UpHealth runs healthcare platform Thrasys Inc. and MedQuest Pharmacy, along with two other behavioral health companies. The merger with Cloudbreak, which under the pandemic expanded their interpretation services to remote medicine, will give the new company a foothold in almost 2,000 hospitals.
"What we wanted to do was form a business that could really be a digital infrastructure for health care across the continuum of care, right from home to hospital," said Jamey Edwards, the co-founder and executive director of Cloudbreak. Under the agreement, he will become the company's chief operating officer.
GigCapital2 expects the merger transaction to close at the start of Q1 2021. UpHealth will be publicly traded under the ticker "UPH" on the New York Stock Exchange. UpHealth's integrated care management platform serves over 5 million people, and is expected to reach 40 million over the next three years, according to the company.
Jamey Edwards, co-founder and executive director of Cloudbreak
COVID-19 caused a meteoric growth in the use of telehealth services. In February, 0.1% of Medicare primary visits were provided through telehealth. In April, that number was nearly 44%, according to the U.S. Department of Health and Human Services.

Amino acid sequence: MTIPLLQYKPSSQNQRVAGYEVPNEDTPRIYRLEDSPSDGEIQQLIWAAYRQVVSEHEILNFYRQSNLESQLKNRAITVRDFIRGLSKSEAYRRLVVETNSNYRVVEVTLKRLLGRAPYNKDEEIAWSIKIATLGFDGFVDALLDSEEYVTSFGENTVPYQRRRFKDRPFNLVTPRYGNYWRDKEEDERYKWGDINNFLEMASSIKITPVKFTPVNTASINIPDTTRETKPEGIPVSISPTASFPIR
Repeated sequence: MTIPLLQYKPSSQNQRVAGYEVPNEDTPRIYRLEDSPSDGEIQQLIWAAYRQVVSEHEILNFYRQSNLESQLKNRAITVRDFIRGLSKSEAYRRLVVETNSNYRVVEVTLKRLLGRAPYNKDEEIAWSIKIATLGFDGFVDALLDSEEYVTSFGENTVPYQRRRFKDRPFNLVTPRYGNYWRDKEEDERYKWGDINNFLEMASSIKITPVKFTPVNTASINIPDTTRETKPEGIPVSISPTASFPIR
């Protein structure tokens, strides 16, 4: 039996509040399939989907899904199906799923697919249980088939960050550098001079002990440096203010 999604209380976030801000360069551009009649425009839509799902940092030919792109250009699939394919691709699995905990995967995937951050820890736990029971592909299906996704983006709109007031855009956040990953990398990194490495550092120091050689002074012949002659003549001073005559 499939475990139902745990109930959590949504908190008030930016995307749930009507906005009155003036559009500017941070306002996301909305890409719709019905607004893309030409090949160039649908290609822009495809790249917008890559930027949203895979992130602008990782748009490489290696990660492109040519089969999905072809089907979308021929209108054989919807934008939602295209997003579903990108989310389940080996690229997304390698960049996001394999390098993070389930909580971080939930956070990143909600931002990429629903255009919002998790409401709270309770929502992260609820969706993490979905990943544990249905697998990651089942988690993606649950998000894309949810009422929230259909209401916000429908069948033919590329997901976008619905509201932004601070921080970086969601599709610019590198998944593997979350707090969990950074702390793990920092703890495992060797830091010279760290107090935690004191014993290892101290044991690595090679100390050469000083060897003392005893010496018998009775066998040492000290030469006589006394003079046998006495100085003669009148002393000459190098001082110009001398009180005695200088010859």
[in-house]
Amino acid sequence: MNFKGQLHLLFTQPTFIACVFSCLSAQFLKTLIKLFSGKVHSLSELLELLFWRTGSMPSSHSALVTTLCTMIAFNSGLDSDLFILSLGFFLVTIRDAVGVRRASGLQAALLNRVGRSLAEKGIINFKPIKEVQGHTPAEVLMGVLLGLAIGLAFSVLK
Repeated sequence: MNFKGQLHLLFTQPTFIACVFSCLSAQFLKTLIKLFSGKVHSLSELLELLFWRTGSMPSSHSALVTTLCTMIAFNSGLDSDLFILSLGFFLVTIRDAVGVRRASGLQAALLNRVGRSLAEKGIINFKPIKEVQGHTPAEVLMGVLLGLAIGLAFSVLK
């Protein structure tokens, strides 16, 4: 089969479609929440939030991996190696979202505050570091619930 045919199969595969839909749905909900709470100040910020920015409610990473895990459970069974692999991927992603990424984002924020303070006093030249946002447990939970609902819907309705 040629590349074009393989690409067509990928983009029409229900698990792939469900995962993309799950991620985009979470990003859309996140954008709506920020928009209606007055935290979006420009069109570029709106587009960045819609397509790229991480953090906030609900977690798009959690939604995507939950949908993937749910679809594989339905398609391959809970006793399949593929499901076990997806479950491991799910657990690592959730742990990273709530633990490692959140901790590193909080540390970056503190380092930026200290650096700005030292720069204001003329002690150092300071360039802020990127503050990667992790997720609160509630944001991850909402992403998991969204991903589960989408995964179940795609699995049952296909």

"Key stakeholders have seen and responded well to the benefits that telemedicine can bring, but they need a more comprehensive, integrated solution," said Al Gatmaitan, who has been named the co-chief executive officer of UpHealth. "This is what UpHealth focuses on, the adoption of digital health solutions well beyond the pandemic crisis."
The deal with the blank check company GigCapital2 gives the two digital health companies access to a wider network. UpHealth and its family of companies operate in 10 countries and their pharmacy has 13,000 e-prescribers in the U.S.
UpHealth will use the Cloudbreak platform as part of their global telehealth services to provide patients with round-the-clock care under a variety of specialties, including telepsychiatry and tele-urology. UpHealth also has contracts internationally, to provide country-wide care in India, Southeast Asia and Africa.
Edwards joined Cloudbreak in 2008 when it went from public to private. It has raised $35 million in venture funds, most recently in the first quarter of this year scoring $10 million from Columbia Partners Private Capital.
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Ryan Edwards, the co-founder of Happier Camper, said he's asked all the time if his company leans on influencer marketing to promote their vintage-style trailers beloved by millennials.
With a waitlist six months out and demand growing from hotel-weary travelers, he said it isn't a priority yet.
"We almost don't need to," said Edwards.
That's because the $25,000 to $50,000 custom trailers have been a hit with a loyal fan base, and rising demand during the pandemic has only helped. Orders for compact trailers at the lower price end, including Happier Camper's 75-square-foot camper, are growing as newbie road trippers look for COVID-safe travels.